Manitobans with kidney stones, prostate issues and some types of bladder cancer will get faster treatment at Health Sciences Centre thanks to a $1-million donation from the Dufresne family.
The owners of the Dufresne furniture and appliance retail chain made the donation to the Health Sciences Centre Foundation to help in the creation of a world-class urologic centre at Manitoba's largest hospital.
"We sell furniture, but we're involved in people's lives and families all the time and health is at the top of the list," Mark Dufresne, CEO of the Dufresne Group, said Thursday.
"By looking after these people, it will also free up the operating rooms so the overall efficiency of the ORs will be much better... we have heard the vision of the (foundation) and we have bought into that vision."
HSC Foundation president and CEO Jonathon Lyon said the Manitoba Urologic Centre, which is expected to be open by fall 2023 in the former Women's Hospital on Notre Dame Avenue, will shorten waits and improve care for about 10,000 patients each year.
"We're grateful for (the Dufresne family's) tremendous generosity and that they have chosen to support the Manitoba Urologic Centre in this exceptional way," said Lyon.
Prostate surgery, kidney-stone removal and treating some forms of bladder cancer are among the services that will be done at the facility. Wait times for some of those procedures, which were about six months before the pandemic, have now increased to about a year.
The centre is expected to significantly reduce wait times.
In a statement, HSC urologist Dr. Jeff Saranchuk said "under current conditions, patients have to wait far too long for the care they need" and they often suffer in pain. Sometimes, patients have to use a catheter the entire time they are waiting for a procedure. The longer they have to use it, the higher the risk to their kidneys.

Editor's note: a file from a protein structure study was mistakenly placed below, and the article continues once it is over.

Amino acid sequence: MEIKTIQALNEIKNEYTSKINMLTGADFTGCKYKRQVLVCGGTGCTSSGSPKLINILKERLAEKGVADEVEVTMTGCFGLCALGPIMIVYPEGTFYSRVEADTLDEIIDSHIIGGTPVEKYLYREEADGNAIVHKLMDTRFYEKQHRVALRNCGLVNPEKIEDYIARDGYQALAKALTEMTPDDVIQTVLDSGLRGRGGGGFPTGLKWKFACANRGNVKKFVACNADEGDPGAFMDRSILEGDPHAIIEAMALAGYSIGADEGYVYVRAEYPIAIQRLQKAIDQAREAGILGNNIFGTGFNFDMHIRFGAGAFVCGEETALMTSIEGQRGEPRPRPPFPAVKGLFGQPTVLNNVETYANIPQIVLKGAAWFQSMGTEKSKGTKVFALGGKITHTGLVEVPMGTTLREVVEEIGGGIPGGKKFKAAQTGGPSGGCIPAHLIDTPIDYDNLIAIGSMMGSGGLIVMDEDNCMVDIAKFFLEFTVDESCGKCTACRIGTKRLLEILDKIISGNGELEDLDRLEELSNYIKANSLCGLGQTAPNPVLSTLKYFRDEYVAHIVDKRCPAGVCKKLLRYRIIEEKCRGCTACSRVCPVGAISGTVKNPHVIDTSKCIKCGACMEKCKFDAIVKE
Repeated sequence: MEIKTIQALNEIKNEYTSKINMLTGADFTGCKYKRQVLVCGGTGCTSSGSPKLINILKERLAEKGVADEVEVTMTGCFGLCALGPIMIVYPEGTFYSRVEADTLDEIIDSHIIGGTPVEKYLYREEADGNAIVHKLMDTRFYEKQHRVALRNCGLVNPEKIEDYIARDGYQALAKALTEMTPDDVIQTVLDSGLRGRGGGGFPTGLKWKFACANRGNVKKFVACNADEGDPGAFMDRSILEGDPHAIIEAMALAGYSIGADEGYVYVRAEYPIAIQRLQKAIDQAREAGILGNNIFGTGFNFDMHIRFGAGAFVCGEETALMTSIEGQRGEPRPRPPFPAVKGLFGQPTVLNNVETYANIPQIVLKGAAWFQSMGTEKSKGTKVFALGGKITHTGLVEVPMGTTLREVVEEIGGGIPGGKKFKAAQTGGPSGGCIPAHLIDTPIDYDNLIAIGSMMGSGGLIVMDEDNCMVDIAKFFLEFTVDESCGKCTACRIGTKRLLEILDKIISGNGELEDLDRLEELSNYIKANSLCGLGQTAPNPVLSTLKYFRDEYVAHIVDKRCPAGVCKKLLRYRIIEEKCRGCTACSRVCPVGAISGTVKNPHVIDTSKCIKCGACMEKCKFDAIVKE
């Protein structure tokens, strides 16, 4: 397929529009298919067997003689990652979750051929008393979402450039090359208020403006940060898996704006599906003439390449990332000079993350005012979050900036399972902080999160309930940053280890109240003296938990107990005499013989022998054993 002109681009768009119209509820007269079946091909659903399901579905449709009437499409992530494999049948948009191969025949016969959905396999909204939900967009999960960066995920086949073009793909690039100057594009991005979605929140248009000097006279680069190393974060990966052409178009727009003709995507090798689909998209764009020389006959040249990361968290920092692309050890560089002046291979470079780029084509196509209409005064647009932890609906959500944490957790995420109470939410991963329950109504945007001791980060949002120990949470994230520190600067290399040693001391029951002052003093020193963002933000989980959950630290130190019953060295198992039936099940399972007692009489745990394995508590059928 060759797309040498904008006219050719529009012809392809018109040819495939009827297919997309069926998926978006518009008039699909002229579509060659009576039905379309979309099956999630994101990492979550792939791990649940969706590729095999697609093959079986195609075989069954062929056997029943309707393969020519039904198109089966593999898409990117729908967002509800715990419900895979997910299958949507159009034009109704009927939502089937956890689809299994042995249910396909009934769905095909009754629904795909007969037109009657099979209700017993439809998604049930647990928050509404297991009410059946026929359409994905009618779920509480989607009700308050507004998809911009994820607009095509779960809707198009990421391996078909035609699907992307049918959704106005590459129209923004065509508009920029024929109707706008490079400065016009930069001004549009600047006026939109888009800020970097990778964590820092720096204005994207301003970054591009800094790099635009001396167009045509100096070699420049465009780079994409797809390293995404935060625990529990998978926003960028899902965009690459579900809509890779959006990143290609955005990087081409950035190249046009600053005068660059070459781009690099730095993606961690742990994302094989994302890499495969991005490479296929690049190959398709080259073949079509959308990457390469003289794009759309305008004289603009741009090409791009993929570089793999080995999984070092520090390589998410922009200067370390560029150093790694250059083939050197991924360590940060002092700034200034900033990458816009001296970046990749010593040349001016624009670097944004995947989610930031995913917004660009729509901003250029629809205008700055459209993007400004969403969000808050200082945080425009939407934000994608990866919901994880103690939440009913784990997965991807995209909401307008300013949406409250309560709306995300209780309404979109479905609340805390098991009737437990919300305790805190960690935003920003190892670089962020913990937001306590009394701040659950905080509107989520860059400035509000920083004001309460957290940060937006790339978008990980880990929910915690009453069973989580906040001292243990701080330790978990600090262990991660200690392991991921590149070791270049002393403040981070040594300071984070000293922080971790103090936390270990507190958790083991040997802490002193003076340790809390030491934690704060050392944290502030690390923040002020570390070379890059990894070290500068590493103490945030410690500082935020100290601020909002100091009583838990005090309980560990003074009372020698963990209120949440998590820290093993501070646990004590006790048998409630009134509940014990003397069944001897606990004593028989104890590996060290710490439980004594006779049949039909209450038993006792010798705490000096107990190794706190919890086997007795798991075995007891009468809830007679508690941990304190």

"The new centre will help us reduce wait times from up to one year to weeks, which will improve patients' recoveries and reduce the risk of complications. Additionally, thanks to donors like the Dufresne family, we will be able to acquire the latest equipment to perform minimally invasive procedures.
"We are very grateful that this project is moving forward."
Dufresne said his family is also pleased that when urologic procedures are performed in the new facility, HSC's operating rooms will be freed up for patients with other urgent surgical needs.
He said he's hopeful others will follow his family's philanthropic example.
"There's no doubt from our perspective we would be thrilled if that is the outcome," he said. "This will benefit all Manitobans. We are so grateful we can do this."
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